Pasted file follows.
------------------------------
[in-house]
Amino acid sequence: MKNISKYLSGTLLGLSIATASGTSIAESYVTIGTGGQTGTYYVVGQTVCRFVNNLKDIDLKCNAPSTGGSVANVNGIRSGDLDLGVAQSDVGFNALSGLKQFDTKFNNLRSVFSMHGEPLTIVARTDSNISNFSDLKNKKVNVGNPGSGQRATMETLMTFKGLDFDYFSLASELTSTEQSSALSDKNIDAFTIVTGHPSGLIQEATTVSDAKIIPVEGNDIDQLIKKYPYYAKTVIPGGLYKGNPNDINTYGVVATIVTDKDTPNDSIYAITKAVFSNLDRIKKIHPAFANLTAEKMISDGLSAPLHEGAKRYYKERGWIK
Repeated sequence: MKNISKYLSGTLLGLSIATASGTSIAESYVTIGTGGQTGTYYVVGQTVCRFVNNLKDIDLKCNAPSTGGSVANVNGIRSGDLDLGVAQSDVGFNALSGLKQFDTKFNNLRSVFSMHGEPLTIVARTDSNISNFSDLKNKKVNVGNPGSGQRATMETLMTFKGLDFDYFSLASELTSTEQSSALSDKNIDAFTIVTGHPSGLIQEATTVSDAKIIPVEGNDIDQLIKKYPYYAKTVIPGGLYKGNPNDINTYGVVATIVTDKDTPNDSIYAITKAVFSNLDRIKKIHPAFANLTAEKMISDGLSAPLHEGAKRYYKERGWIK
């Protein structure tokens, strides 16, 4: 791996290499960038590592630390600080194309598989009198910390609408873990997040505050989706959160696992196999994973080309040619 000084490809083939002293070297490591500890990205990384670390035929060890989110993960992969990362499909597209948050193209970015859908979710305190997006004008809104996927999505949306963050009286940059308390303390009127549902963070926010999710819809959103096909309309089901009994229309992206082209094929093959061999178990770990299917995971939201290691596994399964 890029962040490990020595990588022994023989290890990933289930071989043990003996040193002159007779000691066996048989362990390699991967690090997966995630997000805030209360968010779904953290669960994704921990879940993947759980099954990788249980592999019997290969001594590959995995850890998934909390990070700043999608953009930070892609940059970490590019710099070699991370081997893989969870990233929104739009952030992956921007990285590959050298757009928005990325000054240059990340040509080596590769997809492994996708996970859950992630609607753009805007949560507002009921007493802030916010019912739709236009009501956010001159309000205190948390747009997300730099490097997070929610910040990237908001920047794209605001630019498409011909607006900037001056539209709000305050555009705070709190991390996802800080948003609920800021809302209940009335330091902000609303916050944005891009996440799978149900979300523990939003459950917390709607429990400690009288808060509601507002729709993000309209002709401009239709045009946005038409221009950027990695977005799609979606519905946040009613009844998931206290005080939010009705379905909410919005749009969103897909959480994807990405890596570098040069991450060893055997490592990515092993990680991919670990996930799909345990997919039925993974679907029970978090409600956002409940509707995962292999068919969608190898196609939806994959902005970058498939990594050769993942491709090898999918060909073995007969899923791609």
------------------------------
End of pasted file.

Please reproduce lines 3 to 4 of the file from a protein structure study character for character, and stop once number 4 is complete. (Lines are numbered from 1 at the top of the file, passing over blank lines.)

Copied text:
Repeated sequence: MKNISKYLSGTLLGLSIATASGTSIAESYVTIGTGGQTGTYYVVGQTVCRFVNNLKDIDLKCNAPSTGGSVANVNGIRSGDLDLGVAQSDVGFNALSGLKQFDTKFNNLRSVFSMHGEPLTIVARTDSNISNFSDLKNKKVNVGNPGSGQRATMETLMTFKGLDFDYFSLASELTSTEQSSALSDKNIDAFTIVTGHPSGLIQEATTVSDAKIIPVEGNDIDQLIKKYPYYAKTVIPGGLYKGNPNDINTYGVVATIVTDKDTPNDSIYAITKAVFSNLDRIKKIHPAFANLTAEKMISDGLSAPLHEGAKRYYKERGWIK
């Protein structure tokens, strides 16, 4: 791996290499960038590592630390600080194309598989009198910390609408873990997040505050989706959160696992196999994973080309040619 000084490809083939002293070297490591500890990205990384670390035929060890989110993960992969990362499909597209948050193209970015859908979710305190997006004008809104996927999505949306963050009286940059308390303390009127549902963070926010999710819809959103096909309309089901009994229309992206082209094929093959061999178990770990299917995971939201290691596994399964 890029962040490990020595990588022994023989290890990933289930071989043990003996040193002159007779000691066996048989362990390699991967690090997966995630997000805030209360968010779904953290669960994704921990879940993947759980099954990788249980592999019997290969001594590959995995850890998934909390990070700043999608953009930070892609940059970490590019710099070699991370081997893989969870990233929104739009952030992956921007990285590959050298757009928005990325000054240059990340040509080596590769997809492994996708996970859950992630609607753009805007949560507002009921007493802030916010019912739709236009009501956010001159309000205190948390747009997300730099490097997070929610910040990237908001920047794209605001630019498409011909607006900037001056539209709000305050555009705070709190991390996802800080948003609920800021809302209940009335330091902000609303916050944005891009996440799978149900979300523990939003459950917390709607429990400690009288808060509601507002729709993000309209002709401009239709045009946005038409221009950027990695977005799609979606519905946040009613009844998931206290005080939010009705379905909410919005749009969103897909959480994807990405890596570098040069991450060893055997490592990515092993990680991919670990996930799909345990997919039925993974679907029970978090409600956002409940509707995962292999068919969608190898196609939806994959902005970058498939990594050769993942491709090898999918060909073995007969899923791609």